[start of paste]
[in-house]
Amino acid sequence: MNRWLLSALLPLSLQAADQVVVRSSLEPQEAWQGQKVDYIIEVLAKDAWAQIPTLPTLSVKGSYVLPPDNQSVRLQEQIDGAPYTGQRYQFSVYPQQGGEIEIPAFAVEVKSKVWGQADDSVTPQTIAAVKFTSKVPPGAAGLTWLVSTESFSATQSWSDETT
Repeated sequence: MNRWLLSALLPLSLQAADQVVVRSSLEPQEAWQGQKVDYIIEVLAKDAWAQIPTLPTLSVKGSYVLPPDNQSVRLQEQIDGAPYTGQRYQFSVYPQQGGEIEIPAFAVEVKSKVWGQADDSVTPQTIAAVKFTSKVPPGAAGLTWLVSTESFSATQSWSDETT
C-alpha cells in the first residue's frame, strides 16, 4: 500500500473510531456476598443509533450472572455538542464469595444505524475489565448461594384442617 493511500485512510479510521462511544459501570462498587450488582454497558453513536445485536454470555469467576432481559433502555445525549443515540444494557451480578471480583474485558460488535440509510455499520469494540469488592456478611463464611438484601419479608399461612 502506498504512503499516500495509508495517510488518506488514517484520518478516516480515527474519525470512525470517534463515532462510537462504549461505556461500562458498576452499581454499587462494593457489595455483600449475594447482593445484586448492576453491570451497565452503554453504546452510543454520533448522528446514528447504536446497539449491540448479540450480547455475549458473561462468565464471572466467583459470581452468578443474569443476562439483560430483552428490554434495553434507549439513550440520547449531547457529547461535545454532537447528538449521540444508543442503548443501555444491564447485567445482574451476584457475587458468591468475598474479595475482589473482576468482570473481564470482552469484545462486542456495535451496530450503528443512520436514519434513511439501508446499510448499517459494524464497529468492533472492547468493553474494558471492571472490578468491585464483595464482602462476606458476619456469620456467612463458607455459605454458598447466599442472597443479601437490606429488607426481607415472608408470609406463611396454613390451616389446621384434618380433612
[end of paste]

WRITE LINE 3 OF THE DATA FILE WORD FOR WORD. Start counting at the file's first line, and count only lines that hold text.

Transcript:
Repeated sequence: MNRWLLSALLPLSLQAADQVVVRSSLEPQEAWQGQKVDYIIEVLAKDAWAQIPTLPTLSVKGSYVLPPDNQSVRLQEQIDGAPYTGQRYQFSVYPQQGGEIEIPAFAVEVKSKVWGQADDSVTPQTIAAVKFTSKVPPGAAGLTWLVSTESFSATQSWSDETT